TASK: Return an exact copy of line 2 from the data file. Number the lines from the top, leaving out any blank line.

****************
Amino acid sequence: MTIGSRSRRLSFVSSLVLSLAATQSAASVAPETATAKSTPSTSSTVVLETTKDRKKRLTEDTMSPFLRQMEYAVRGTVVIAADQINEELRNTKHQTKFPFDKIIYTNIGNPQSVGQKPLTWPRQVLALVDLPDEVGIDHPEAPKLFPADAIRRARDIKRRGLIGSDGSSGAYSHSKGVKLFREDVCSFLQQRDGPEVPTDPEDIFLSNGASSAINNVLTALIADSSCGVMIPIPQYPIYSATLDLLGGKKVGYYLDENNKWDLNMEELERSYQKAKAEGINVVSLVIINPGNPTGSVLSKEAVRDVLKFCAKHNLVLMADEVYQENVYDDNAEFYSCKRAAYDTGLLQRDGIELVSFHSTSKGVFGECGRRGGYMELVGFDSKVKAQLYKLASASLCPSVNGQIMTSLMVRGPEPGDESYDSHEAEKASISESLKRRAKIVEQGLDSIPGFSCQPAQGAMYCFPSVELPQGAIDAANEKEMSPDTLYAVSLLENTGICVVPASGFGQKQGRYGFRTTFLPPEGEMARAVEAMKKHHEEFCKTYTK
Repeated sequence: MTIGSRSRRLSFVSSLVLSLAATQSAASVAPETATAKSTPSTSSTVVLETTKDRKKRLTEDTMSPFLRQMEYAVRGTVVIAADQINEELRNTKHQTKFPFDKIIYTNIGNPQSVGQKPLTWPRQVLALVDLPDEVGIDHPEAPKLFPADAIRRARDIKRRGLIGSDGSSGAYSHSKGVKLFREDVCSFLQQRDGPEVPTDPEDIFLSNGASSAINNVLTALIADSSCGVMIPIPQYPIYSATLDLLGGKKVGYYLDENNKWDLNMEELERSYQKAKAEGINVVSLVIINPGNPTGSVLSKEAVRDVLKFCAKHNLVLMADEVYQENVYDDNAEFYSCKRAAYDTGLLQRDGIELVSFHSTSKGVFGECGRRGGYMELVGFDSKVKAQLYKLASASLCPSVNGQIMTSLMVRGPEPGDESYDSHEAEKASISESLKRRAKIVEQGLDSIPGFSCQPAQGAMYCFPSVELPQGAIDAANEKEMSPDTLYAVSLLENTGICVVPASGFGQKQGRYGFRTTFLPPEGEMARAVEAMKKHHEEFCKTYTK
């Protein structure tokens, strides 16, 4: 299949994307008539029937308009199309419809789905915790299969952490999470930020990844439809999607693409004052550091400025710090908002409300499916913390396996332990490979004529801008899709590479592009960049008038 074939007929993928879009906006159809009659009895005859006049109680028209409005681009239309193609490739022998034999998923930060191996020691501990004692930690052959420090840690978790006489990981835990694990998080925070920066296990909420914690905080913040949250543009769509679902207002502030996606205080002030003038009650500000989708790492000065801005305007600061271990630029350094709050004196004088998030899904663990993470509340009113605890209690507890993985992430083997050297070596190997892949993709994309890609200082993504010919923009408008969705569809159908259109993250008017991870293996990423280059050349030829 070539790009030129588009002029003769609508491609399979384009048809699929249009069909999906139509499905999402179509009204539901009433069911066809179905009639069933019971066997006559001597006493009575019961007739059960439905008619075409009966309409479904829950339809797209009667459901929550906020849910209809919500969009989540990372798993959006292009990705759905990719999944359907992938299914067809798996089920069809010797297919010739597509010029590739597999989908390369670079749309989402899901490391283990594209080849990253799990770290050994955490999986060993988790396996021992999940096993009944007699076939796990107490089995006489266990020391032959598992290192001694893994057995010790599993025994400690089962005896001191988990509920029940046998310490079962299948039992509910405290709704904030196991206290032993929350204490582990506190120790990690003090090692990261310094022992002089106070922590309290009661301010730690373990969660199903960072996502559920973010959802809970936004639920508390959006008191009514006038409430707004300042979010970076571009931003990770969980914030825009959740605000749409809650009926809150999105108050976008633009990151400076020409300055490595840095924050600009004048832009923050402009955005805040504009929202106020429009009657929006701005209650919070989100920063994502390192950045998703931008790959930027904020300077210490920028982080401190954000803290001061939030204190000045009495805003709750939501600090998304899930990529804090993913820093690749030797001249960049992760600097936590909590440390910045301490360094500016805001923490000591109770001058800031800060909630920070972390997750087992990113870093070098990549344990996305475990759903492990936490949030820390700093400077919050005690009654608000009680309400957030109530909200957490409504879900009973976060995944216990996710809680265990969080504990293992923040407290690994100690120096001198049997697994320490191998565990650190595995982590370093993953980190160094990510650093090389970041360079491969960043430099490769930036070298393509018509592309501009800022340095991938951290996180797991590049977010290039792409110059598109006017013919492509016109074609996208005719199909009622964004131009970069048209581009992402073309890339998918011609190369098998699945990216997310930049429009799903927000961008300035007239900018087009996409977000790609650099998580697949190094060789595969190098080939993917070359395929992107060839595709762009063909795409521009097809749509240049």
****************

Repeated sequence: MTIGSRSRRLSFVSSLVLSLAATQSAASVAPETATAKSTPSTSSTVVLETTKDRKKRLTEDTMSPFLRQMEYAVRGTVVIAADQINEELRNTKHQTKFPFDKIIYTNIGNPQSVGQKPLTWPRQVLALVDLPDEVGIDHPEAPKLFPADAIRRARDIKRRGLIGSDGSSGAYSHSKGVKLFREDVCSFLQQRDGPEVPTDPEDIFLSNGASSAINNVLTALIADSSCGVMIPIPQYPIYSATLDLLGGKKVGYYLDENNKWDLNMEELERSYQKAKAEGINVVSLVIINPGNPTGSVLSKEAVRDVLKFCAKHNLVLMADEVYQENVYDDNAEFYSCKRAAYDTGLLQRDGIELVSFHSTSKGVFGECGRRGGYMELVGFDSKVKAQLYKLASASLCPSVNGQIMTSLMVRGPEPGDESYDSHEAEKASISESLKRRAKIVEQGLDSIPGFSCQPAQGAMYCFPSVELPQGAIDAANEKEMSPDTLYAVSLLENTGICVVPASGFGQKQGRYGFRTTFLPPEGEMARAVEAMKKHHEEFCKTYTK